National Drinking Water Database
Alachlor (Lasso) in Nebraska
Alachlor is a widely-used herbicide applied to corn, soy and sorghum; it is carcinogenic to animals and potentially carcinogenic in people. [read more]
Alachlor is a widely used herbicide applied to corn, soybeans and peanuts in the United States, with particularly heavy use in Illinois, Indiana, Iowa, Minnesota, Nebraska, Ohio and Wisconsin (U.S. Environmental Protection Agency (USEPA) 1998a). Alachlor enters water supplies, including groundwater, surface water and drinking water, through agricultural runoff (California Environmental Protection Agency 1997b, World Health Organization (WHO) 2004a).
According to EPA, short-term exposure to alachlor can cause skin and eye irritation. Long-term exposure can damage the liver, kidney, spleen, lining of nose and eyelids, and may cause cancer (USEPA 2009b).
In laboratory rats or mice, alachlor causes tumors of the stomach, thyroid, nasal passage and lung (WHO 2004a). The Agricultural Health Study, a prospective cohort study of licensed pesticide applicators in Iowa and North Carolina, has found an association between alachlor application and incidence of lymphohematopoietic cancers (Lee 2004). Another study has reported that workers with five or more years of high alachlor exposure had an increased rate of colorectal cancer (California Environmental Protection Agency 1997b). Alachlor is classified by the U.S. Environmental Protection Agency as likely to be a human carcinogen at high doses, but not likely at low doses (USEPA 1998a).
Alachlor received considerable attention from EPA during the Mississippi flood of 1993, when eight million acres of pesticide-laden farmland were soaked in the Mississippi's waters. All told, an estimated 20 metric tons of alachlor were ultimately deposited into the Gulf of Mexico (USEPA 1993b).
The Most Polluted Communities in Nebraska
3 water utilities reported detecting Alachlor (Lasso) in tap water since 2004, according to EWG's analysis of water quality data supplied by state water agencies
Ranked by highest average Alachlor (Lasso) level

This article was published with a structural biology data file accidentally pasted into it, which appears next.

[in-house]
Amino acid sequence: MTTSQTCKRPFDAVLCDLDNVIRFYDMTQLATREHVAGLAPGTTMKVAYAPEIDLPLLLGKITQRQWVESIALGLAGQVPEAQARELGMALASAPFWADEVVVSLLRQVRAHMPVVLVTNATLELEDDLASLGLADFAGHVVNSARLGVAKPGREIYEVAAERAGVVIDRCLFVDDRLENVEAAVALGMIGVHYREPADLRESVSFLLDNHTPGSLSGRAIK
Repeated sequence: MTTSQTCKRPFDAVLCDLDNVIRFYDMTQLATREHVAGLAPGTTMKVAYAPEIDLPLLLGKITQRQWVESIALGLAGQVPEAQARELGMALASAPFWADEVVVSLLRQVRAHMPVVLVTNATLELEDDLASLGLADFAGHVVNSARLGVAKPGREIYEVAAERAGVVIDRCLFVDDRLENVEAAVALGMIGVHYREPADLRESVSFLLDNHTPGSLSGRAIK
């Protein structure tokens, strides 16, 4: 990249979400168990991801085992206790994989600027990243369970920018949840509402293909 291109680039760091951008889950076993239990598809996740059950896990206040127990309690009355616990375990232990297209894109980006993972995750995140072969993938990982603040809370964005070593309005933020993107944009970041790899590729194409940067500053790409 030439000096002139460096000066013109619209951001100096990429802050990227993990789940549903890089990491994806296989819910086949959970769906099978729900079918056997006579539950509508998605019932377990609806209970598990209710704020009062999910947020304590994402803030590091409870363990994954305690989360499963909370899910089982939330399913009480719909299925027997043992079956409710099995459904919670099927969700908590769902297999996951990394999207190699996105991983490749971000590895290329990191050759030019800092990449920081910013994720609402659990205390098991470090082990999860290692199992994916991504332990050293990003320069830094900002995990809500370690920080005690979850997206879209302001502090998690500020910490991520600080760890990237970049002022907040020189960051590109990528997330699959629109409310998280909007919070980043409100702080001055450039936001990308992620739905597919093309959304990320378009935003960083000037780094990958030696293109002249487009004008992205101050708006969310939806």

|Rank||System||Population Served||Positive test results of total reported tests||Average Level|
|1||City of Edgar|
|540||11 of 25||0.08 ppb|
(0 to 0.36 ppb)
|2||City of Gretna|
|4,536||1 of 6||0.05 ppb|
(0 to 0.31 ppb)
|3||City of Lexington|
|10,011||10 of 24||0.02 ppb|
(0 to 0.16 ppb)
Health Based Limits for Alachlor (Lasso)
|Maximum Contaminant Limit Goal (MCLG)||A non-enforceable health goal that is set at a level at which no known or anticipated adverse effect on the health of persons occurs and which allows an adequate margin of safety. Source: U.S. Environmental Protection Agency.||0 ppb|
|One in one million (10-6) Cancer Risk||The concentration of a chemical in drinking water corresponding to an excess estimated lifetime cancer risk of 1 in 1,000,000. Source: U.S. Environmental Protection Agency.||0.4 ppb|
|Maximum Contaminant Limit (MCL)||The enforceable standard which defines the highest level of a contaminant that is allowed in drinking water. MCLs are set as close to health-based limits (Maximum Contaminant Level Goals, or MCLGs) as feasible using the best available analytical and treatment technologies and taking cost into consideration. Source: U.S. Environmental Protection Agency.||2 ppb|
|California Public Health Goals||Defined by the State of California Office of Environmental Health Hazard Assessment (OEHHA) as the level of contaminant that is allowed in drinking water. For acutely toxic substances, levels are set at which scientific evidence indicates that no known or anticipated adverse effects on health will occur, plus an adequate margin-of safety. PHGs for carcinogens or other substances which can cause chronic disease shall be based solely on health effects without regard to cost impacts and shall be set at levels which OEHHA has determined do not pose any significant risk to health.||4 ppb|
|One in ten thousand (10-4) Cancer Risk||The concentration of a chemical in drinking water corresponding to an excess estimated lifetime cancer risk of 1 in 10,000. Source: U.S. Environmental Protection Agency.||40 ppb|
|Children's health-based limit for 1-day exposure||Concentration of a chemical in drinking water that is not expected to cause any adverse, noncarcinogenic health effects for up to one day of exposure. The One-Day health-based limit (or Health Advisory, HA) is typically set to protect a 10-kg child consuming 1 liter of water per day. Source: U.S. Environmental Protection Agency.||100 ppb|
|Children's health-based limit for 10-day exposure||Concentration of a chemical in drinking water that is not expected to cause any adverse, noncarcinogenic effects for up to ten days of exposure. The Ten-Day health-based limit (or Health Advisory, HA) is typically set to protect a 10-kg child consuming 1 liter of water per day. Source: U.S. Environmental Protection Agency.||100 ppb|
|Drinking Water Equivalent Level||A lifetime exposure concentration protective of adverse, noncarcinogenic health effects, that assumes all of the exposure to a contaminant is from drinking water. Source: U.S. Environmental Protection Agency.||400 ppb|
Violation Summary for Alachlor (Lasso) in Nebraska
There are no violations reported for this contaminant in Nebraska